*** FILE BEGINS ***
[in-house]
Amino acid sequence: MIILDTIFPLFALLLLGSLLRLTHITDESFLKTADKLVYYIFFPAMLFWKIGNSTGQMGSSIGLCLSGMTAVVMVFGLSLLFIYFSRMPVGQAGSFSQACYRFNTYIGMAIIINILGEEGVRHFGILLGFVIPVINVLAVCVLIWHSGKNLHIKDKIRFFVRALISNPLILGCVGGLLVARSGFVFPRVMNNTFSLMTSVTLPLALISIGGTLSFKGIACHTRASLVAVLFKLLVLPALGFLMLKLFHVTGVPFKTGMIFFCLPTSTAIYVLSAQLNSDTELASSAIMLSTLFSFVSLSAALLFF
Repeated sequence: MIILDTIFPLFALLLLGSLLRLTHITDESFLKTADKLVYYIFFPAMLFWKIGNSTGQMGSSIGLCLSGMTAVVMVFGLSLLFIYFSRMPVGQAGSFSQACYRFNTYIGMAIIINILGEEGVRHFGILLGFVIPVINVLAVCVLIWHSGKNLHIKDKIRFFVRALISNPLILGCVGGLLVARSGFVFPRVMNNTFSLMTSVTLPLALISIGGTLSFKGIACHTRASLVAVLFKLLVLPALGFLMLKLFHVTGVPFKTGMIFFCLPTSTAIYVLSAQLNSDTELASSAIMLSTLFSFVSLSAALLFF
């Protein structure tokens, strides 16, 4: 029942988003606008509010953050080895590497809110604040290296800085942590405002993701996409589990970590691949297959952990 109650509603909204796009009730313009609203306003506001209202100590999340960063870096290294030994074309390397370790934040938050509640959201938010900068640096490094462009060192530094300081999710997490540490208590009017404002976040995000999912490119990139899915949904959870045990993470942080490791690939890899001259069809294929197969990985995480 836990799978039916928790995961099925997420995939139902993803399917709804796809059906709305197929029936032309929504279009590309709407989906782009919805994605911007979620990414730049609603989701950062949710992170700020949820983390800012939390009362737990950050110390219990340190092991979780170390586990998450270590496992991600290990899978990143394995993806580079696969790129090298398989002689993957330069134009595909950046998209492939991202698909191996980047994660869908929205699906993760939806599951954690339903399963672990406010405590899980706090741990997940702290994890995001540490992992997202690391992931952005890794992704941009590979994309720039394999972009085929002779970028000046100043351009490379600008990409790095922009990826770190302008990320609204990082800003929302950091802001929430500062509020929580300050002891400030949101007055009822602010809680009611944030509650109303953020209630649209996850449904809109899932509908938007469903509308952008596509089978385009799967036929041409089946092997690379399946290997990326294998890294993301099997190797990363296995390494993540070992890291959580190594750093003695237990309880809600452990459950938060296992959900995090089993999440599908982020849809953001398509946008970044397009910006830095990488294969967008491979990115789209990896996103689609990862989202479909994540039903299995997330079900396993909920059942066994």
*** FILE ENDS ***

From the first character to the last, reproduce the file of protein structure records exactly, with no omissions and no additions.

[in-house]
Amino acid sequence: MIILDTIFPLFALLLLGSLLRLTHITDESFLKTADKLVYYIFFPAMLFWKIGNSTGQMGSSIGLCLSGMTAVVMVFGLSLLFIYFSRMPVGQAGSFSQACYRFNTYIGMAIIINILGEEGVRHFGILLGFVIPVINVLAVCVLIWHSGKNLHIKDKIRFFVRALISNPLILGCVGGLLVARSGFVFPRVMNNTFSLMTSVTLPLALISIGGTLSFKGIACHTRASLVAVLFKLLVLPALGFLMLKLFHVTGVPFKTGMIFFCLPTSTAIYVLSAQLNSDTELASSAIMLSTLFSFVSLSAALLFF
Repeated sequence: MIILDTIFPLFALLLLGSLLRLTHITDESFLKTADKLVYYIFFPAMLFWKIGNSTGQMGSSIGLCLSGMTAVVMVFGLSLLFIYFSRMPVGQAGSFSQACYRFNTYIGMAIIINILGEEGVRHFGILLGFVIPVINVLAVCVLIWHSGKNLHIKDKIRFFVRALISNPLILGCVGGLLVARSGFVFPRVMNNTFSLMTSVTLPLALISIGGTLSFKGIACHTRASLVAVLFKLLVLPALGFLMLKLFHVTGVPFKTGMIFFCLPTSTAIYVLSAQLNSDTELASSAIMLSTLFSFVSLSAALLFF
């Protein structure tokens, strides 16, 4: 029942988003606008509010953050080895590497809110604040290296800085942590405002993701996409589990970590691949297959952990 109650509603909204796009009730313009609203306003506001209202100590999340960063870096290294030994074309390397370790934040938050509640959201938010900068640096490094462009060192530094300081999710997490540490208590009017404002976040995000999912490119990139899915949904959870045990993470942080490791690939890899001259069809294929197969990985995480 836990799978039916928790995961099925997420995939139902993803399917709804796809059906709305197929029936032309929504279009590309709407989906782009919805994605911007979620990414730049609603989701950062949710992170700020949820983390800012939390009362737990950050110390219990340190092991979780170390586990998450270590496992991600290990899978990143394995993806580079696969790129090298398989002689993957330069134009595909950046998209492939991202698909191996980047994660869908929205699906993760939806599951954690339903399963672990406010405590899980706090741990997940702290994890995001540490992992997202690391992931952005890794992704941009590979994309720039394999972009085929002779970028000046100043351009490379600008990409790095922009990826770190302008990320609204990082800003929302950091802001929430500062509020929580300050002891400030949101007055009822602010809680009611944030509650109303953020209630649209996850449904809109899932509908938007469903509308952008596509089978385009799967036929041409089946092997690379399946290997990326294998890294993301099997190797990363296995390494993540070992890291959580190594750093003695237990309880809600452990459950938060296992959900995090089993999440599908982020849809953001398509946008970044397009910006830095990488294969967008491979990115789209990896996103689609990862989202479909994540039903299995997330079900396993909920059942066994």